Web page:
Norman MacLean Trail Route Almost Complete - ABC FOX MONTANA NEWS, WEATHER, SPORTS - KTMF/KWYB

Norman MacLean Trail Route Almost Complete

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MISSOULA - After nearly two years, the route for a back country trail, connecting the city of Missoula and the town of Seeley Lake, is almost finalized.

Project organizers say the Norman Ma clean Trail will one-day serve as the perfect opportunity to connect two communities through nature and history.

In 1921, the family of great American author, Norman Ma clean, built a cabin on the shores of Seeley Lake.

Through stories that were told over the decades, it was revealed Norman and his brother, Paul, often hiked from their home in Missoula to the family cabin to write, relax and fish.

"The trail kind of emerged from those stories being told about how Boy Scouts came up to Camp Paxson from Missoula," said Stan Nicholson, a founding member of the Seeley Lake Community Foundation, "And about how the MacLean brothers walked apparently overnight, although we doubt it, to their cabin from Missoula."

Lee Boman, another member of the Seeley Lake Community Foundation, added, "And, in that spirit, we are recreating a trail to honor that activity that is very unique to Western Montana."

The Seeley Lake Community Foundation and the Missoula Community Foundation are partnering to make this "tale" become "true."

Beginning at the Rattlesnake Trailhead in Missoula, the roughly 60-mile trail would wind through woods, around tribal lands, away from grizzly bear recovery zones to the Seth Diamond Trailhead in Seeley Lake.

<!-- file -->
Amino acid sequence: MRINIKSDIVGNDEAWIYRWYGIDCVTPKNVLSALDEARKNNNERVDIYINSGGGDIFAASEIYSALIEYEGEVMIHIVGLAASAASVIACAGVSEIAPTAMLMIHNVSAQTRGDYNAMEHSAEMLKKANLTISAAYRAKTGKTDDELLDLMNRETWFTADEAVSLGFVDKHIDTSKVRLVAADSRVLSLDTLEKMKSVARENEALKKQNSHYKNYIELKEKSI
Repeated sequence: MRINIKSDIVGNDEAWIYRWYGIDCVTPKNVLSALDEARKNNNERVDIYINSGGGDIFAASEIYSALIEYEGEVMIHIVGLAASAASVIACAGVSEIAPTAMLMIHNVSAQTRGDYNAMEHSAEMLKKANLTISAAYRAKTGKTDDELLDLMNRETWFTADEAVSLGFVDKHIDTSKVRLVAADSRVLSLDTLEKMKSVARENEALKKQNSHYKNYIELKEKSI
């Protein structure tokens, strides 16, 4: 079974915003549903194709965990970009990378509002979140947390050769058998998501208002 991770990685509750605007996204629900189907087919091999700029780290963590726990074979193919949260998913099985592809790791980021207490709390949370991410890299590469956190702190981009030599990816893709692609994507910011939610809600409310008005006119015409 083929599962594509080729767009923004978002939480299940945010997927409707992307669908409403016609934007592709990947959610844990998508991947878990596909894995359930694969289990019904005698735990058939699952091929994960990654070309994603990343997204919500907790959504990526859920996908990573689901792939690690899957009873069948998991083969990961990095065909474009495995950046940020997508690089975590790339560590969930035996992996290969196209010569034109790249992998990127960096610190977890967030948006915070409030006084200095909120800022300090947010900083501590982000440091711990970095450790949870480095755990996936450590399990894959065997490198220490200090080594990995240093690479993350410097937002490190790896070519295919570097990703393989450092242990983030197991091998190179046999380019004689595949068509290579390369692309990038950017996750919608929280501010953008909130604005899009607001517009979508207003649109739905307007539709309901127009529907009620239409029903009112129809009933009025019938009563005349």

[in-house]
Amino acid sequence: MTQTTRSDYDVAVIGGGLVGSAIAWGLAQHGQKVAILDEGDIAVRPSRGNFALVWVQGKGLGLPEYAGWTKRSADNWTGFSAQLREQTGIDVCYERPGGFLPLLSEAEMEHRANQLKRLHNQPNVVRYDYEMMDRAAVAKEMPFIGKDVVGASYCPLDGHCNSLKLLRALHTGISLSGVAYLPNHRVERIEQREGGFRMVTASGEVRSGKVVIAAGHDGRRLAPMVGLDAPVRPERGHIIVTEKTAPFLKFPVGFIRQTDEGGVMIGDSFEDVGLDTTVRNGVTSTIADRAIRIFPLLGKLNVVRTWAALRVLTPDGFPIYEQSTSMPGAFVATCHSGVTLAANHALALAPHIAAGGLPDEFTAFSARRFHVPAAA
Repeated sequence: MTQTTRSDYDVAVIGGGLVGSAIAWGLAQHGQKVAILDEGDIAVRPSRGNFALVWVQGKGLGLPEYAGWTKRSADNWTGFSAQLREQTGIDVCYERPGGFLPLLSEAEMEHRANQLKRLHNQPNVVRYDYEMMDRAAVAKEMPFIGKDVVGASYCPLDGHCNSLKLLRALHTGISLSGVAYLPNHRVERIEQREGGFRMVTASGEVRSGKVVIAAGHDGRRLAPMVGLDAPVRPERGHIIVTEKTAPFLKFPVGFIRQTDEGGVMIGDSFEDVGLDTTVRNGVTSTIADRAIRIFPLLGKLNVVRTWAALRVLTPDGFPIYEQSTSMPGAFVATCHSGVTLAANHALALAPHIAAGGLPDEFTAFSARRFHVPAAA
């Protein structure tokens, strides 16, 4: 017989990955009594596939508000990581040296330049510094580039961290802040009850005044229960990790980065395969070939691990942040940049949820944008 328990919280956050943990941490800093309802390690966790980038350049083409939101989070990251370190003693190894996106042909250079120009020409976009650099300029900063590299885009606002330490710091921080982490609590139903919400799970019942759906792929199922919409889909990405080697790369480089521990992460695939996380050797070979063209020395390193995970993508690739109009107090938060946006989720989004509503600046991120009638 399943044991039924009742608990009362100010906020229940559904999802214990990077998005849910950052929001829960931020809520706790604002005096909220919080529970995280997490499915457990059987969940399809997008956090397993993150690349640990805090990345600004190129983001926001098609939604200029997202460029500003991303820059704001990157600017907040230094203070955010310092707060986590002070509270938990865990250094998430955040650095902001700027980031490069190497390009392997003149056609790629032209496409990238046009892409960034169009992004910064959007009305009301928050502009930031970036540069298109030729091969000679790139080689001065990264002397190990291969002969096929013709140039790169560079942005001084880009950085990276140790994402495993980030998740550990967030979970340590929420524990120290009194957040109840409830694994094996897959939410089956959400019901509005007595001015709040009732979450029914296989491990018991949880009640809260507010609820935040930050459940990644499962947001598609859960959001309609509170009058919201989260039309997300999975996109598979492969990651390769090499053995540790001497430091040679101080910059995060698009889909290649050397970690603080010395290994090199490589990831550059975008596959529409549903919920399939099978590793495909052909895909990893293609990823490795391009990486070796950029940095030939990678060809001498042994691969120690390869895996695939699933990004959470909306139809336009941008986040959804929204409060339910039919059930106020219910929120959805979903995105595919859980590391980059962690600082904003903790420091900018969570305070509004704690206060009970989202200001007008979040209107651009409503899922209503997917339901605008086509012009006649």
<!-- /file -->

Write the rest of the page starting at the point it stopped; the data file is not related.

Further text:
Meredith Printz: "The Forest Service asked us to stay on cautionary roads, which are roads that are cooperatively owned and managed by the Forest Service. We are trying to avoid a NEPA process, which is an environmental review process, which is time consuming and expensive."

"What we're going to have is a guide book, a trail guide book, and that is going to provide information about where different points of human interest, natural interest," said Boman. "That guide will provide information about where people can camp."

Bringing the idea to fruition is a volunteer effort, funded by $1,000 from each community foundation, along with two grants from the Montana Community Foundation, one for $5,000 and the other for $6,000.

"We need people who want to volunteer to so some scouting, to do some GPS," Printz said. "We do want people to use all different modalities to scout for us, because somebody biking it will have a different impression than somebody on a horse."

Nicholson added, "One of the things that's amazing is finding opportunities for organizations to work together and partner on projects like this one,"

Both community foundations want to hear from people who have experienced a part, or all, of the route.

If you have a story, you can find a link to submit it, by clicking here.

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